Tuesday, September 15, 2015

Revisiting the key concept of Muhammadiyah

The Jakarta Post, Friday, July 01, 2005

Hilman Latief, Michigan

In addition to leadership issues, the 45th Muhammadiyah Congress in Malang early next month will probably be enlivened by a debate about Muhammadiyah's concept of tajdid (rejuvenating or revitalizing Islam) and ijtihad (independent reasoning). Known as a reformist organization, Muhammadiyah is expected by both "insiders" and "outsiders" to be able to produce some agendas that will be socially more worthy and intellectually more valuable in the Indonesian context.

For nearly one century, Muhammadiyah have been participating in the building this nation. This year, the Muhammadiyah Congress has selected as its theme Jelang Satu Abad Muhammadiyah: Tajdid Gerakan untuk Pencerahan Peradaban (Welcoming Muhammadiyah's 100th anniversary: A Tajdid movement for the Enlightenment of Civilization.
Why is tajdid still necessary? For Muhammadiyah, it is a conceptual key that has led the organization to become more dynamic and contextual. To be sure, this concept is not the exclusive property of Muhammadiyah. Rather, it originates from puritan, "modernist" Muslim thinkers such as Ibn Taimiyyah (d. 1328), Ibnu Abdul Wahab (d. 1205), and al-Afghani (d. 1897).

Muhammadiyah's work from its establishment up to the present time is a good example of how the process of Islamic revitalization has taken place through collective action. Muhammadiyah has set up several organizational divisions that run various programs dealing with religious and social welfare. As regards the Muhammadiyah work model, Prof. Amin Abdullah called it "faith in action."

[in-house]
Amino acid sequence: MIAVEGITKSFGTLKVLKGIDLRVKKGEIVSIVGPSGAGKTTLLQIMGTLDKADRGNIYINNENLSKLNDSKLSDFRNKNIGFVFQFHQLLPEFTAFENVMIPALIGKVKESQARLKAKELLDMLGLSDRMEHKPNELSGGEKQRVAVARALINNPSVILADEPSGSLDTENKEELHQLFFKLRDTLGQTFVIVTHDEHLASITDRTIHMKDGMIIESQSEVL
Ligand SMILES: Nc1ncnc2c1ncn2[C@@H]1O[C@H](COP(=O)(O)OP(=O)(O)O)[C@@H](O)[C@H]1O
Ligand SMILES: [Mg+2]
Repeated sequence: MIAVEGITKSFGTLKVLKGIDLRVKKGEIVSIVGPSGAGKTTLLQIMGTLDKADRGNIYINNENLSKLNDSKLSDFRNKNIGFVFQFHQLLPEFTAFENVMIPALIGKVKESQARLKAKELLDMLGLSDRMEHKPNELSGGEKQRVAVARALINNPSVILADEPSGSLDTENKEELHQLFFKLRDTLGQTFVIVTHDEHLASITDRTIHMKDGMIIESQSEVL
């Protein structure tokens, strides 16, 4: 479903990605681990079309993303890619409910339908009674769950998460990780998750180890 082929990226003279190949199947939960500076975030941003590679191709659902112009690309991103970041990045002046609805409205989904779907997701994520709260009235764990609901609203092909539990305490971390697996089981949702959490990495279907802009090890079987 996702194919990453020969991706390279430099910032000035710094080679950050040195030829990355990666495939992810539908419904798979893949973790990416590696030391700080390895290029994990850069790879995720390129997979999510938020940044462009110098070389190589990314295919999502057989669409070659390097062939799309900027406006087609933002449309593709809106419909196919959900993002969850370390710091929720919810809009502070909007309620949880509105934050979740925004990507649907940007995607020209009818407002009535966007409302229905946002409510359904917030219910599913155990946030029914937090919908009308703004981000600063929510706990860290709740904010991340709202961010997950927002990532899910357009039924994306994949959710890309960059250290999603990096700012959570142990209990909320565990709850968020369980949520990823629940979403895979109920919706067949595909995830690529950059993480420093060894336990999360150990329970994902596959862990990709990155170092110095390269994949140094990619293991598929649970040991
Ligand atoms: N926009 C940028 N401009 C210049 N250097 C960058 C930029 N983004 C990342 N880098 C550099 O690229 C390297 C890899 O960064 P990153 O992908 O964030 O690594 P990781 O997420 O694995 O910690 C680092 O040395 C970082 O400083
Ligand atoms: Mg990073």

However, times are changing. The needs of the Indonesian ummah (Muslim community) are also changing and becoming more complicated. At the same time, it is clear that the early idealism of Muhammadiyah has in recent years become institutionalized and even, perhaps, bureaucratized.

It is not surprising, therefore, that Muhammadiyah's actions sometimes disappoint. In line with the need of the ummah and in order to satisfy contextual demands, Muhammadiyah needs to reinterpret its concept of tajdid, to redefine the functions of its institutions, and to revitalize its commitment as the country's second largest Muslim organization. Muhammadiyah needs to be more responsive to the problems this nation faces.

Tajdid should not be restricted merely to the theological and philosophical aspects. Rather, it must also extensively address the social and cultural problems faced by our society. Poverty, terrorism, religious fundamentalism, social conflict, and collective corruption all clearly need Muhammadiyah's involvement.

Poverty, certainly, is not a new subject for Muhammadiyah. Ahmad Dahlan, the founder of Muhammadiyah, was very much concerned with the poor and orphans. For that reason, hundreds of orphanages have been established across the country. However, as the cost of education and healthcare increase, Muhammadiyah will need to prove its commitment to the needy by offering cheaper education and health services.